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A case–control study evaluating the role of internet meet-up sites and mobile telephone applications in influencing a syphilis outbreak: Multnomah County, Oregon, USA 2014
  1. Malini DeSilva1,
  2. Katrina Hedberg2,
  3. Byron Robinson3,
  4. Kim Toevs4,
  5. Robyn Neblett-Fanfair5,
  6. Emiko Petrosky5,
  7. Susan Hariri5,
  8. Sean Schafer2
  1. 1Epidemic Intelligence Service, Division of Scientific Education and Professional Development, Center for Surveillance, Epidemiology, and Laboratory Services, CDC, Atlanta, Georgia, USA
  2. 2Oregon Health Authority, Portland, Oregon, USA
  3. 3Epidemiology Workforce Branch, Division of Scientific Education and Professional Development, Center for Surveillance, Epidemiology, and Laboratory Services, CDC, Atlanta, Georgia, USA
  4. 4Adolescent Health Promotion and STD/HIV/HCV Programs, Multnomah County Health Department, Portland, Oregon, USA
  5. 5Epidemiology and Surveillance Branch, Division of STD Prevention, National Center for HIV/AIDS, Viral Hepatitis, STD, and TB Prevention, CDC, Atlanta, Georgia, USA
  1. Correspondence to Dr Malini DeSilva, Centers for Disease Control and Prevention, 1600 Clifton Road NE, Atlanta GA 30329, USA; xdh8{at}cdc.gov

Abstract

Objectives Early syphilis in Multnomah County, Oregon, USA, increased 16-fold during 2007–2013. Cases predominantly occurred among men who have sex with men (MSM); 55% were HIV coinfected. We conducted a case–control study to evaluate the association between meeting sex partners online and early syphilis.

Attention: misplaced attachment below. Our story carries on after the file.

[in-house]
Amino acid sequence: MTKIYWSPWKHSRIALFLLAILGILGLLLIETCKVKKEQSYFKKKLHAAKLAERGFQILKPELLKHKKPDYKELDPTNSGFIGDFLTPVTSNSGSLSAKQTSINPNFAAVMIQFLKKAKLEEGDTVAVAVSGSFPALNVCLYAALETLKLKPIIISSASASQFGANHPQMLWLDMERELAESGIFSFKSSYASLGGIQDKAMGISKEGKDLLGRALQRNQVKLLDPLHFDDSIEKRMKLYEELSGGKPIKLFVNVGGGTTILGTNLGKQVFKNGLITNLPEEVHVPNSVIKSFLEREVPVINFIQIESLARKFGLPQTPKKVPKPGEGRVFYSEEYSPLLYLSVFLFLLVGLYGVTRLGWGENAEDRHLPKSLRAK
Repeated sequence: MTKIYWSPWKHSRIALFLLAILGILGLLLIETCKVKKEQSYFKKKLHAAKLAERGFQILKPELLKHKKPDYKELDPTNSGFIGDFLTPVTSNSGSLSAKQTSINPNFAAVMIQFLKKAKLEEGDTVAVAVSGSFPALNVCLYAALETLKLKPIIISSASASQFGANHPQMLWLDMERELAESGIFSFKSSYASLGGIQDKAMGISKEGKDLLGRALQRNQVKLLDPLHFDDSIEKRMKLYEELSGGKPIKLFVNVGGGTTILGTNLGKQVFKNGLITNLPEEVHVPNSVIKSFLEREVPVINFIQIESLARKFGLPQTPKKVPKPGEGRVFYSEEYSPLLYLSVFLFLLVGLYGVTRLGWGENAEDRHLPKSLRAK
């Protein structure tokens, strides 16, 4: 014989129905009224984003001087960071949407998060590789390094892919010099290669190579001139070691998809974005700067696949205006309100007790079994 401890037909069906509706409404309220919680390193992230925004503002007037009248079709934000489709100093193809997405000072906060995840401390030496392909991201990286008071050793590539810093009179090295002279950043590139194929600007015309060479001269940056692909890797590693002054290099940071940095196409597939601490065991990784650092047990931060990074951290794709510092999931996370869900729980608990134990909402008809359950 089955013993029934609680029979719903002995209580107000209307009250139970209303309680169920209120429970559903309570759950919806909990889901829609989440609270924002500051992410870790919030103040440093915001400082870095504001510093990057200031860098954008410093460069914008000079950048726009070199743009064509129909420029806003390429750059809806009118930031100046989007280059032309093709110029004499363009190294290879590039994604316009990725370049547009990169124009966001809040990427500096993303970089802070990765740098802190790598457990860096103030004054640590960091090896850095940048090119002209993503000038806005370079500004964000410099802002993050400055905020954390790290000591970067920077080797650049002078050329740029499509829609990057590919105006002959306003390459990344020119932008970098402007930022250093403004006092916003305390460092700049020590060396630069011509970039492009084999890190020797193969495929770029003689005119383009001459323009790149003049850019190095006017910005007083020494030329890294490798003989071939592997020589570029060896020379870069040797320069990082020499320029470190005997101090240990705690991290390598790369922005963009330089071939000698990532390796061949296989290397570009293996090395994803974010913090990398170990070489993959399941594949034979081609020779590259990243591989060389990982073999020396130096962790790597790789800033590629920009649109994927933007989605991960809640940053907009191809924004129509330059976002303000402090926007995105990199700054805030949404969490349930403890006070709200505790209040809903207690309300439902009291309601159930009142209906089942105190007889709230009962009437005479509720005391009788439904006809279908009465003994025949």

Methods Cases subjects (cases) were Multnomah County resident, English speaking, MSM, aged ≥18 years with laboratory-confirmed early syphilis reported 1 January to 31 December 2013. We recruited two MSM controls subjects (controls) per case, frequency matched by HIV status and age. Participants completed self-administered questionnaires. We performed multivariable logistic regression.

Results Seventy per cent (40/57) of cases and 42% (50/119) of controls met partners online (p<0.001). Cases more frequently met partners online (adjusted OR (aOR)=3.0; 95% CI 1.2 to 6.7), controlling for presumptive confounders. Cases reported more partners than controls (medians 5, 2; p<0.001). When including number of partners, aOR decreased to 1.4 (95% CI 0.5 to 3.9).

Conclusions Early syphilis was associated with meeting partners online. We believe this association may be related to number of sex partners acting as an intermediate variable between use of online resources to meet sex partners and early syphilis. Online meet-up sites might represent areas for public health interventions targeting at-risk individuals.

  • SYPHILIS
  • GAY MEN
  • PUBLIC HEALTH

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